We live in a childish society. McCain has been pushing his garbage for years (Bomb bomb box bomb bomb Iran to the tune of “Barbara Ann”), and he is still a “very serious person,” a serious and moderate Republican. It’s not limited to McCain. Team Blue just ran Hillary Clinton, based on once having lived in the White House. Obama, the greatest orator of our day, is a man exclusively peddles in vague language and banality. He does have a pleasant voice.

      The Democrats in Congress did nothing with subpoena power, but when Rush Limbaugh called a Georgetown law student a slut, the women in Congress they were outraged and held a faux committee hearing to denounce a well known pig. When Congress cut food stamps, did the women in Congress protect women and children who are the most affected by the cuts? No.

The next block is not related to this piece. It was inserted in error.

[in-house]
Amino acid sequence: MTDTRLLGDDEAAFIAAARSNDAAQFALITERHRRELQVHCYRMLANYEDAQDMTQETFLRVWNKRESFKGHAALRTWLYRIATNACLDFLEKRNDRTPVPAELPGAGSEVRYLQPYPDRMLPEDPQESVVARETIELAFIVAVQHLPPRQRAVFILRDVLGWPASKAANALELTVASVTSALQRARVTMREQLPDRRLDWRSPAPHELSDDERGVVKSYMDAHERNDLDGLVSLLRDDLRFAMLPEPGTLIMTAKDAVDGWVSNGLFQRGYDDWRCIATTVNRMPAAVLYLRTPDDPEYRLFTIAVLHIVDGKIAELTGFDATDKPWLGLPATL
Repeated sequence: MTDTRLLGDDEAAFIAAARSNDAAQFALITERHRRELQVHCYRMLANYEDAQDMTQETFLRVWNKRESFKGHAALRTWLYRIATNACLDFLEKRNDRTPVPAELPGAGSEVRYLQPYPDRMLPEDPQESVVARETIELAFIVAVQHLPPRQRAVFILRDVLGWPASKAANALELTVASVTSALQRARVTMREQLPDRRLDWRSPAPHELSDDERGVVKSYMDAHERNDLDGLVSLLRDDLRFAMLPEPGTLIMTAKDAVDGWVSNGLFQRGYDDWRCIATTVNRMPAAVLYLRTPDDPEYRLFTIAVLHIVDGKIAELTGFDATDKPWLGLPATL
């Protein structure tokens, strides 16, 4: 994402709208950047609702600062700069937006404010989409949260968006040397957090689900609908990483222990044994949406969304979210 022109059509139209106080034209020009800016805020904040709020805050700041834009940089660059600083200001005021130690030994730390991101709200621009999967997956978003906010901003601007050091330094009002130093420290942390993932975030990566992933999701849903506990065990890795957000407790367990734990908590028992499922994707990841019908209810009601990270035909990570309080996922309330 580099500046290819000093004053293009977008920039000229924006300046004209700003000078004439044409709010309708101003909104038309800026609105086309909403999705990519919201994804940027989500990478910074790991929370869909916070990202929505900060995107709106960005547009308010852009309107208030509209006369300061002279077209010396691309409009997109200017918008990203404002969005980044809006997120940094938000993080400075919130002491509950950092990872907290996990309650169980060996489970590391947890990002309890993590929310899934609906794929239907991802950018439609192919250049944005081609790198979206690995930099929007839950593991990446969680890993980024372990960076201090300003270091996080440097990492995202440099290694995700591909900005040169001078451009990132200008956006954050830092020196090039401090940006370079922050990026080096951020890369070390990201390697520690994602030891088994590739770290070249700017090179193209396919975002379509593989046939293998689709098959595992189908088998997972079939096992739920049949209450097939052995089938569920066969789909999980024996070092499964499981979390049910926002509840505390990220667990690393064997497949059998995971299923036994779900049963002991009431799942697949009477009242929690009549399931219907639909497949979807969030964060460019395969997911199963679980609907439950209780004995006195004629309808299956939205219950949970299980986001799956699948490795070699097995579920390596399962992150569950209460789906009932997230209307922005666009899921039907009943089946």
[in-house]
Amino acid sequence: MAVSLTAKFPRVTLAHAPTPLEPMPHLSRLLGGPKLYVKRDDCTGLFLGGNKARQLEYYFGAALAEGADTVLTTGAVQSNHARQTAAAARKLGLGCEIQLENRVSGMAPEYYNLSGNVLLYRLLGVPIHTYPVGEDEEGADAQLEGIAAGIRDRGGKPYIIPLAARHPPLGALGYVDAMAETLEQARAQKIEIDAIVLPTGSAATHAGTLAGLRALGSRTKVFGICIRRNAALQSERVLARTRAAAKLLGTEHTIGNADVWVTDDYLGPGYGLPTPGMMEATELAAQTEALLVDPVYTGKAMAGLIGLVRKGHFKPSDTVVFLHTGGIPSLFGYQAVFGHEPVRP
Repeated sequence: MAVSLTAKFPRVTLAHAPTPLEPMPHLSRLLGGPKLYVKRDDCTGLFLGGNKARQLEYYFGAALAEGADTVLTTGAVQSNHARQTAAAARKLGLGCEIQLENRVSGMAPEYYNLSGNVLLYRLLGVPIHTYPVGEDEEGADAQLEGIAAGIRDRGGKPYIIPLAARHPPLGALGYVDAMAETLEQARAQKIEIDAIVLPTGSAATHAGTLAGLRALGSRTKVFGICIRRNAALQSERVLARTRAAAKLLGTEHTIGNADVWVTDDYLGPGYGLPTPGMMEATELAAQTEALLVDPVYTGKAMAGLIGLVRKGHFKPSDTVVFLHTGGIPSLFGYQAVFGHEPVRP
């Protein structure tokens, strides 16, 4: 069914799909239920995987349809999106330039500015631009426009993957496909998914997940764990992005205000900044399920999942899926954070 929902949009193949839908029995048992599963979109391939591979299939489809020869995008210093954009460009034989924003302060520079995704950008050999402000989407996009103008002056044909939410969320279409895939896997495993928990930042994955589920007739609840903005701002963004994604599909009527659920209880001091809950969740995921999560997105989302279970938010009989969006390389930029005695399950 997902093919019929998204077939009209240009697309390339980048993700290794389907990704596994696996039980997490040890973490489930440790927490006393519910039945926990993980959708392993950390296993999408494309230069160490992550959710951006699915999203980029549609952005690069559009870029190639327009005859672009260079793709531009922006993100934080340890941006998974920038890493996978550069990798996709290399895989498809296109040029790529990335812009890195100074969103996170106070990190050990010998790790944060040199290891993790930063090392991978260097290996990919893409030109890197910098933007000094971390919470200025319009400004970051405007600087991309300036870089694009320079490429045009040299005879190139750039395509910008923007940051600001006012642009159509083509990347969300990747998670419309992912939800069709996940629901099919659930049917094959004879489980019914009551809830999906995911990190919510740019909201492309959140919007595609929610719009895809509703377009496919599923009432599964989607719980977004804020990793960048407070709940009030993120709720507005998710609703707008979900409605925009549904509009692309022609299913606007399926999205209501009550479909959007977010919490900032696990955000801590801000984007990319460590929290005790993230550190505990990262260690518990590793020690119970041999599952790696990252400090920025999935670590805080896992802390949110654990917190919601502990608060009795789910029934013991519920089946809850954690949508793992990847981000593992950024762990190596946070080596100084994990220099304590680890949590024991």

There was 100% at the “let’s humiliate Sammy Sosa for not knowing English” committee hearing led by Democrats. I think embarrassing Shrub was part of the whole baseball thing, but this is a childish society.

      1. John k

        Love the Barbara Ann ref, it gets played on my 50s station regularly. Perfect description of the McCain neocon wing.
        We have been on an accelerating downhill run towards war with Russia (that of course would not get out of hand), if that stops while nothing else useful comes from trump it will be a good deal.

        1. NotTimothyGeithner

          It’s McCain’s joke. There is a reason people went hopping mad when Obama said McCain cares. McCain is a psychopath.